A Live Next to Work System
Let’s say you got a new job downtown. What if a new city in India made it a law that companies had to provide housing for employees within .5 km of work? You could have a flat walking distance from work which means no more traffic. But, what about your spouse and parents. How would they go to work? That is a harder question to answer. And what if companies could set up mini-offices in your neighborhood so you wouldn’t have to go too far. Instead of one huge office, mini-offices. It is an interesting concept.
Industry Specific City Design
Another interesting practical idea for a new city would be laws governing where certain industries could have their offices. If all call centers were in the same area, if you changed jobs, your new job would still be near the old job. If you were a programmer and there was only one IT park, your new job would be nearby.
Parking lots and trains
A new city in India could accommodate many large parking lots near train stations. It is normal for India to always skimp on parking lots and make the parking lot smaller, and more cramped than it needs to be. It should be the opposite if you want people to take the train. Parking lots should be large, easy to maneuver around and pleasant. Fast trains could leave every several minutes from the parking lot going everywhere in the city.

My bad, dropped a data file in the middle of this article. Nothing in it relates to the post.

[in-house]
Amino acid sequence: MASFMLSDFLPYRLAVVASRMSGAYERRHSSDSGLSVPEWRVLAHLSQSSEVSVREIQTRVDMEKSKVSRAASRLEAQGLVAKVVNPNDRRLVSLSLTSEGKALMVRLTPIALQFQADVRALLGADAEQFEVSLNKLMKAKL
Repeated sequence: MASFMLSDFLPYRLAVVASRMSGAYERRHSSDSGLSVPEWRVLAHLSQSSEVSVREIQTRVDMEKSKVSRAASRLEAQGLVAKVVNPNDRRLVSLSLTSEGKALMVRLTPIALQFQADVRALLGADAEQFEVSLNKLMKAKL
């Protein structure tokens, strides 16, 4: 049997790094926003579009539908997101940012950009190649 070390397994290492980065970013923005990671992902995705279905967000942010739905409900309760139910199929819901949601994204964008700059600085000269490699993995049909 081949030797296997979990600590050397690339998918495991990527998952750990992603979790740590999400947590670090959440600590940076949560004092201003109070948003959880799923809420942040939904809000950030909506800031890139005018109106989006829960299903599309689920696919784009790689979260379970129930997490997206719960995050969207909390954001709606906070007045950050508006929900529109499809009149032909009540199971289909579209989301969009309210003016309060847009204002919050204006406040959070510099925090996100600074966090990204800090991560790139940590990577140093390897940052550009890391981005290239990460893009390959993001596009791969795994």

Imagine a city where there is a huge office building, a beautiful garden, and on the other side a huge residential high rise. If you live in one and work in the other, your commute could be across a bridge going above the park unless you prefer to walk.
Instead of going halfway across town to work, imagine shared offices. If there were shared offices in all neighborhoods, you could lease a workstation with a computer, desk, phone, and whatever else you needed. Shared offices are becoming a more popular concept in America, Berlin, and even Indonesia these days. They are popular with entrepreneurs, but why shouldn’t they be popular with big businesses? There would be less traffic if people could walk to work.
The Lake City Idea
Imagine a city on a huge lake or by the ocean. You could work on a huge ship. This is a bizarre idea, but a fun one. The ship could move around from port to port in the lake picking up workers while the other workers were busy at work. Cruise ships sort of operate on this principle as you can sleep in them while you move from travel destination to destination.
The Train Office Idea
A similar concept could be created for trains. If your office were on a train that moved very slowly, instead of going to work, you wait for work to come to you, and then jump on. It is a really strange idea, but interesting. Stores could also be on very wide railway tracks and come to you. The office might be on a mag-lev track to avoid friction and might only move two miles per hour. But, you’d never have to commute to work again. I guess during the middle of the day, the office could pick a location to “park” itself while people did their work.